For banks worldwide, financial crime is a massive challenge — one made more difficult by criminals’ rising use of digital technologies. PwC can now provide financial institutions with a powerful new tool — Digital Crime Fighters — which integrates 57 tools for countering financial crimes into one integrated platform. It was selected as a finalist in PwC’s Global Innovation Challenge 2019.
For financial institutions across the world, financial crime is a massive challenge. The bulk of this money is invested in anti-money laundering (AML), fraud, and sanctions programmes aimed at detecting criminals who are concealing the illegal sources of their funds.
In recent years, digitisation has put new tools in the hands of the money launderers. One of the banks’ main weapons in their battle with these criminals is transactional monitoring and surveillance systems. However, false positives remain a serious concern that impact the fight against digital crime.
“For banks, the answer isn’t having just one solution carrying out all the monitoring and surveillance, it’s having one platform to make everything work better.”
To support the banks’ efforts against money laundering, PwC US’s Financial Crime Unit (FCU) has combined digital innovation with years of client experience to create Digital Crime Fighters. Rather than being just a single solution, Digital Crime Fighters is a “marketplace of code”, of the type used in the military, pulling together various solutions into one integrated platform.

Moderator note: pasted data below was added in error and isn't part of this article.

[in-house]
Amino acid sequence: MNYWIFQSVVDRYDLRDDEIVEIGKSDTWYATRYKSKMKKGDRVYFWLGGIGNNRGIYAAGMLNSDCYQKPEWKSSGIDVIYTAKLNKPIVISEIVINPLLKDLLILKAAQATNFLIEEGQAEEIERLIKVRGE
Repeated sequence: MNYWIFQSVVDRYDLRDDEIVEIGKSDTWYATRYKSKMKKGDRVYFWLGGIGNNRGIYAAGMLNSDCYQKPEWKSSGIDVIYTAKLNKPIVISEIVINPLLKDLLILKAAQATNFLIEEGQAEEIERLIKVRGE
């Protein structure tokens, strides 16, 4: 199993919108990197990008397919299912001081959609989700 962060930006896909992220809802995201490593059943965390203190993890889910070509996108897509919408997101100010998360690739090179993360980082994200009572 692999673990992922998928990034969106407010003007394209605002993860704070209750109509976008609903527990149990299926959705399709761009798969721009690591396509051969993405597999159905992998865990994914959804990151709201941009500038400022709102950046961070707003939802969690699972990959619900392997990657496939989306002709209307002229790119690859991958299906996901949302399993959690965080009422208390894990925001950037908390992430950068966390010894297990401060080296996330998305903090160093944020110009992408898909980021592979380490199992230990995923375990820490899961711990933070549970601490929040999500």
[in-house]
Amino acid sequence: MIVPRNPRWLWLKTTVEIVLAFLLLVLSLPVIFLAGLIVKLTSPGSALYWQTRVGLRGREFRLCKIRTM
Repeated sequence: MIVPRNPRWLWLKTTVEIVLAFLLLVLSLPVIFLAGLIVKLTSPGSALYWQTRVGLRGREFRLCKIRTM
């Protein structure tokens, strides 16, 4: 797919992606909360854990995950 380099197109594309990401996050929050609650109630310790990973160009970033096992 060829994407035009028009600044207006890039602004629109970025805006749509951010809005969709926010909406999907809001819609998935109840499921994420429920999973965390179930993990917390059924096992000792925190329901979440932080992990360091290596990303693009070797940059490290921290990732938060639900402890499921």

Prior to developing Digital Crime Fighters, the FCU had been helping a major global bank combat digital crime for a decade. That engagement provided many of the 57 different digital assets that now make up the platform, including advanced robotic investigation tools, integrated dashboards and closely-targeted risk assessments.
Digital Crime Fighters can now enable banks to respond to the changing risks around AML, fraud and sanctions in a more agile and coordinated way by bringing them three main benefits. First, giving their executives better insights. Second, making their systems work faster and more efficiently. And third, speeding up investigations.
Experience to date shows that the platform generates efficiency savings of between 30% and 60% during investigations, while also avoiding 80% of false positives1 and more often getting the ‘right’ alerts to possible money laundering operations. Innovative thinking has also gone into how the offering is being rolled out to clients. With the base platform being made available to many PwC clients, the more specialised apps are being offered on an individual. Software-as-a-Service subscription basis.
1 Source: PwC internal data
That’s why the PwC Global Innovation Challenge is commercially and client focused, leveraging what we know, through technology to deliver new ways of working, services, and products. In 2019, over 4300 innovators took part, submitting 273 solutions from 119 territories.
Victoria Huff Eckert
Global Innovation and New Ventures Leader, PwC US
Tel: +1 408 817 4136
Financial Crimes Digital Leader, PwC US
Tel: +1 408 817 4136